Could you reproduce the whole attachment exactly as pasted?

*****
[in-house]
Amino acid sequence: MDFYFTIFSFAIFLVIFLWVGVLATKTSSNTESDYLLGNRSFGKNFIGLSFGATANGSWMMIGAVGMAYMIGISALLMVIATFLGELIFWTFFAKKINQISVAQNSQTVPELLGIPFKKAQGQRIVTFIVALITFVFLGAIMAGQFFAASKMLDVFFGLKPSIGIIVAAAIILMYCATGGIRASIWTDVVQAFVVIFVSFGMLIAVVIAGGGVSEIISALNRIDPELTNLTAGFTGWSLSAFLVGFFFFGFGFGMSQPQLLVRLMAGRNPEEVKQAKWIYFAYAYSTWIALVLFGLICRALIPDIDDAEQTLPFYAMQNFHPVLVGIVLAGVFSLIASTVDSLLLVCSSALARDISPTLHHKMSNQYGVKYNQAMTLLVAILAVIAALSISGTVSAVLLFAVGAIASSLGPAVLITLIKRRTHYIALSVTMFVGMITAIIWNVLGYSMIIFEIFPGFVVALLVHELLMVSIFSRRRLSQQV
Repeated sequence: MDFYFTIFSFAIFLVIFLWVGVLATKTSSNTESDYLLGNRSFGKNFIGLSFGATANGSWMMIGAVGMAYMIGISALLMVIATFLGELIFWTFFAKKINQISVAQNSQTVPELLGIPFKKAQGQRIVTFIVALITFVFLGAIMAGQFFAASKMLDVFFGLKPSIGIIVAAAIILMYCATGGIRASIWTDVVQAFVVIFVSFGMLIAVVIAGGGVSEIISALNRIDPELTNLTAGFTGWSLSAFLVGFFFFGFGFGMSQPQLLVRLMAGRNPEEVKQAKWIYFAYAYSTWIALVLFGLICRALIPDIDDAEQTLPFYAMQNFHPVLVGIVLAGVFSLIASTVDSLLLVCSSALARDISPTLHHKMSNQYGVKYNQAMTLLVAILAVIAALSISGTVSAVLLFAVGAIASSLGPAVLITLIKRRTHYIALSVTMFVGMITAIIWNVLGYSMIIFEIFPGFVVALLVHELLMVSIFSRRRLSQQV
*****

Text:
[in-house]
Amino acid sequence: MDFYFTIFSFAIFLVIFLWVGVLATKTSSNTESDYLLGNRSFGKNFIGLSFGATANGSWMMIGAVGMAYMIGISALLMVIATFLGELIFWTFFAKKINQISVAQNSQTVPELLGIPFKKAQGQRIVTFIVALITFVFLGAIMAGQFFAASKMLDVFFGLKPSIGIIVAAAIILMYCATGGIRASIWTDVVQAFVVIFVSFGMLIAVVIAGGGVSEIISALNRIDPELTNLTAGFTGWSLSAFLVGFFFFGFGFGMSQPQLLVRLMAGRNPEEVKQAKWIYFAYAYSTWIALVLFGLICRALIPDIDDAEQTLPFYAMQNFHPVLVGIVLAGVFSLIASTVDSLLLVCSSALARDISPTLHHKMSNQYGVKYNQAMTLLVAILAVIAALSISGTVSAVLLFAVGAIASSLGPAVLITLIKRRTHYIALSVTMFVGMITAIIWNVLGYSMIIFEIFPGFVVALLVHELLMVSIFSRRRLSQQV
Repeated sequence: MDFYFTIFSFAIFLVIFLWVGVLATKTSSNTESDYLLGNRSFGKNFIGLSFGATANGSWMMIGAVGMAYMIGISALLMVIATFLGELIFWTFFAKKINQISVAQNSQTVPELLGIPFKKAQGQRIVTFIVALITFVFLGAIMAGQFFAASKMLDVFFGLKPSIGIIVAAAIILMYCATGGIRASIWTDVVQAFVVIFVSFGMLIAVVIAGGGVSEIISALNRIDPELTNLTAGFTGWSLSAFLVGFFFFGFGFGMSQPQLLVRLMAGRNPEEVKQAKWIYFAYAYSTWIALVLFGLICRALIPDIDDAEQTLPFYAMQNFHPVLVGIVLAGVFSLIASTVDSLLLVCSSALARDISPTLHHKMSNQYGVKYNQAMTLLVAILAVIAALSISGTVSAVLLFAVGAIASSLGPAVLITLIKRRTHYIALSVTMFVGMITAIIWNVLGYSMIIFEIFPGFVVALLVHELLMVSIFSRRRLSQQV